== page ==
Author: ceciliazhang

China ranks 36th at EF's Global Ranking of English Skills [Copy link] 中文

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dostoevskydr Post time: 2017-11-11 15:57
"The EF English Proficiency Index has been criticized for its lack of representative sampling in eac ...

Just like I said above; don't place too much weight on this EF Test, it's very misleading!
A test that is not representative should never be carried out,  lest prospective employers get misled.

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seneca Post time: 2017-11-12 08:21
No wonder the Chinese make it to rank 36 on their list and are happy to achieve that "much". If th ...

As usual. As usual, my friend.....

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Liononthehunt Post time: 2017-11-12 11:07
I do see with you on this, and that's why so many quack foreign English teachers can survive in Ch ...



Many quack foreign immigrants come from China and work in the U.S.A., Australia, Germany or Congo. In recent years the international community has learnt how to weed them out via language tests. Then these quacks learnt how to cheat in exams or buy the services of proxy test takers. Again we have wised up on them. How many quack Chinese immigrants have made it to Silicon Valley? Nobody knows because they may have become kitchen workers in a Chinatown...

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Jarek Post time: 2017-11-11 20:37
Absolutely right. The Dutch scored themselves high in this test. I still need to meet the first Du ...



I have to disabuse you: English First is a SWEDISH company, not Dutch. You did them injustice in your post. Even so the Dutch and the Swedes truly are among the world's best English-as-a-second-language speakers.

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tonysong2000 Post time: 2017-11-12 08:18
taking more time to learn a none-native language is necessary to work in an international company o ...



Do you know how long YOU have been learning YOUR FIRST language?

Much longer than your second. Do you master it perfectly? Not everyone does...

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seneca Post time: 2017-11-12 14:03
Many quack foreign immigrants come from China and work in the U.S.A., Australia, Germany or Cong ...

The topic of quack English teachers apparently touches you on the sore ... Going off at a tangent wouldn't help you as much.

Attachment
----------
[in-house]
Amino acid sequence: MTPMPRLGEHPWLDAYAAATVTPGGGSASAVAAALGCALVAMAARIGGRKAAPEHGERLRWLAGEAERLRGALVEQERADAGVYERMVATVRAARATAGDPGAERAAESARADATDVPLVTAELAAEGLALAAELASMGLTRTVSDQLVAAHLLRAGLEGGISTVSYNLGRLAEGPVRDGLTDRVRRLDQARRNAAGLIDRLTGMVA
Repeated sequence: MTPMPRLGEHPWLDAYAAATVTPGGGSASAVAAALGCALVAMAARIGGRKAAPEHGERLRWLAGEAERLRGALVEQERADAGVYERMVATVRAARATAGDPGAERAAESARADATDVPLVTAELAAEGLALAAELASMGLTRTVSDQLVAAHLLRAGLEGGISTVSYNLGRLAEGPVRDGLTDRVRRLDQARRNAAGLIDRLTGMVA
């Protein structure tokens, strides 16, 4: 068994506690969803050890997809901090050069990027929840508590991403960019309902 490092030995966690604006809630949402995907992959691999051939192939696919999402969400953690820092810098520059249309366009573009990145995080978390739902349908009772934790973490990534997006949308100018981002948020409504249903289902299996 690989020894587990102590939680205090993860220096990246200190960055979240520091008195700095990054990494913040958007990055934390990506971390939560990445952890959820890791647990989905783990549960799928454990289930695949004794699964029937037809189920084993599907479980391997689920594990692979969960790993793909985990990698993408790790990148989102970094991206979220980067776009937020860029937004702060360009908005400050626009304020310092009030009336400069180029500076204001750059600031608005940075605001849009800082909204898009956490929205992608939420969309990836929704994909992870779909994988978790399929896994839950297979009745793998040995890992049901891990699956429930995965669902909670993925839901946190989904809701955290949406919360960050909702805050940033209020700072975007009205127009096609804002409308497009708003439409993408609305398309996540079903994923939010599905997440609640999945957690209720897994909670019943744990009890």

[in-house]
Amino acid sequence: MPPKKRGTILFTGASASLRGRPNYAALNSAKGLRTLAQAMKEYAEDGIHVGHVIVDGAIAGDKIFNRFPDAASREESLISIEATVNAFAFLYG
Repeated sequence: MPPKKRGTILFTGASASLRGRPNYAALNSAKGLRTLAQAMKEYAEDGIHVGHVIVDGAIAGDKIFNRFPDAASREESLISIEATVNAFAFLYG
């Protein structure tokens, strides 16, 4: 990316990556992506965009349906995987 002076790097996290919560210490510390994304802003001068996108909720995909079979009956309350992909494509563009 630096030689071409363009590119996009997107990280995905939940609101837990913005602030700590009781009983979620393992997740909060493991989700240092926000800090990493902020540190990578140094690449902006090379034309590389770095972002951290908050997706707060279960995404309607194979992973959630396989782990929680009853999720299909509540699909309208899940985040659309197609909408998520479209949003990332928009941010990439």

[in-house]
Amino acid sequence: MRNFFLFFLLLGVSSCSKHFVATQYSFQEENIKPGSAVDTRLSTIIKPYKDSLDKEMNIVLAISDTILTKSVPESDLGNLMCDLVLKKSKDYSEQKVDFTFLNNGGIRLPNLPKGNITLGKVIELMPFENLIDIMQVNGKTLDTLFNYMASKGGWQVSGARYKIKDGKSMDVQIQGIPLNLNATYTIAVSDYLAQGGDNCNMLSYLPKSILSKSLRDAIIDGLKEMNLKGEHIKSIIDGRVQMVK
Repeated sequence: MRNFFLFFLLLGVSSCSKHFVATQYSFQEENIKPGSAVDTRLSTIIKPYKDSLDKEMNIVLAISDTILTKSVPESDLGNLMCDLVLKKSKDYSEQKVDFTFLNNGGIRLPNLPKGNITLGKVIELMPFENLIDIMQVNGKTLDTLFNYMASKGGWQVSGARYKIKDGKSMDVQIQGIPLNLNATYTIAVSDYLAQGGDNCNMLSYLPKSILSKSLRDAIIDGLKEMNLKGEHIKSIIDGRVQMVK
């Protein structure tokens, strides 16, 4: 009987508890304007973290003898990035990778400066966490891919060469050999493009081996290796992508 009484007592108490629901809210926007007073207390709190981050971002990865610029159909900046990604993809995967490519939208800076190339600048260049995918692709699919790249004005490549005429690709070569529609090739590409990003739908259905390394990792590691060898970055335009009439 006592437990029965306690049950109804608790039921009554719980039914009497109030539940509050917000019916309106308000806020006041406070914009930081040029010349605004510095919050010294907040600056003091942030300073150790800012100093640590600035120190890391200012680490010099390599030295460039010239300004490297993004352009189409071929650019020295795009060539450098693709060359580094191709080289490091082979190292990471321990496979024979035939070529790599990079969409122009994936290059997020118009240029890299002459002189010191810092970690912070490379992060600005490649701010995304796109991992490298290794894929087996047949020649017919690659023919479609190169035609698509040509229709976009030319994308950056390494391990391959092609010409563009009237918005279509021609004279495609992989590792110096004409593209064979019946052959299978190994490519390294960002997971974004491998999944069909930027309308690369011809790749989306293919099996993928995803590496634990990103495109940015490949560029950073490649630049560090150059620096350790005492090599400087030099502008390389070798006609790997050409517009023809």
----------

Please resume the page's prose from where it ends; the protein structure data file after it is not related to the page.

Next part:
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Liononthehunt Post time: 2017-11-12 11:07
I do see with you on this, and that's why so many quack foreign English teachers can survive in Ch ...

I disagree with you. It's not the "quack foreign English teachers". It's the system that puts stress on learning reading and writing (grammar) before listening and speaking (comprehension and meaning). This is actually the reverse of how you learned your native tongue (Chinese).

Everyone learns their own language in the following order, listening, speaking, reading, writing. Each one is more difficult to learn, than the previous one. Listening is the easiest because it is already built in to our bodies. It is "hard-wired" into our brains. Speaking is harder to learn than listening because now you have to use muscles and tissues to replicate the sounds you are hearing, and to form new sounds. Reading is next in difficulty because now your brain has to interpret symbols (letters/characters) into sounds that you can speak and listen to. Last is writing, because here is where all of the "rules" (grammar) come into play. Parts of speech, order, syntax, etc.

One thing that makes English so difficult for Chinese learners is the fact that it's an idiomatic language. Almost everything we say is in an idiomatic form. Most words have multiple meanings. Take the word "bear" as an example. A good dictionary will have up to four pages of meanings just for that word alone. Chinese users generally tend to learn only one definition, that of a large four-legged, fur-covered animal. When listening and speaking are learned first, these idioms become easier to understand and translate ... even if you are hearing them for the first time. By learning reading and writing first, these idiomatic expressions become extremely difficult, if not downright impossible, to translate into one's own language.

Another difficult aspect is the insistence by Chinese English teachers that you learn more vocabulary. Although that is not necessarily a bad thing, you must remember that the average native speaker of English only has a useful vocabulary of about 3500 words. I say a "useful" vocabulary, because many of these words are repeated constantly in everyday conversation. The most commonly used word in the English language is "the". Like I said, more vocabulary is not necessarily a bad thing, however, you must be mindful of what you learn. Words like "natatorium", which is commonly seen throughout China, is a word that was taken out of common usage in the late 1700's. A natatorium is a swimming pool. Another word, which is now regarded as "ancient", but is still commonly used in China, is "Stomatological". Do not use this word!! Even native speakers do not use this word ... unless they are dentists. That's right ... dentists. A Stomatological Hospital is simply a Dental Clinic. How do you tell if the word you are using is common? Ask. If you use it in conversation and the native speaker looks at you like your head just exploded, it's probably not a common word, so ask, first.

Like I said, Liononthehunt, it's not the quack English teachers, it's the quack system of learning.
It's hard to win an argument with a smart person. It's damned near impossible to win an argument with a stupid person.
Stupid people are like Glowsticks. You want to snap them in half and shake the crap out of them until they see the light.

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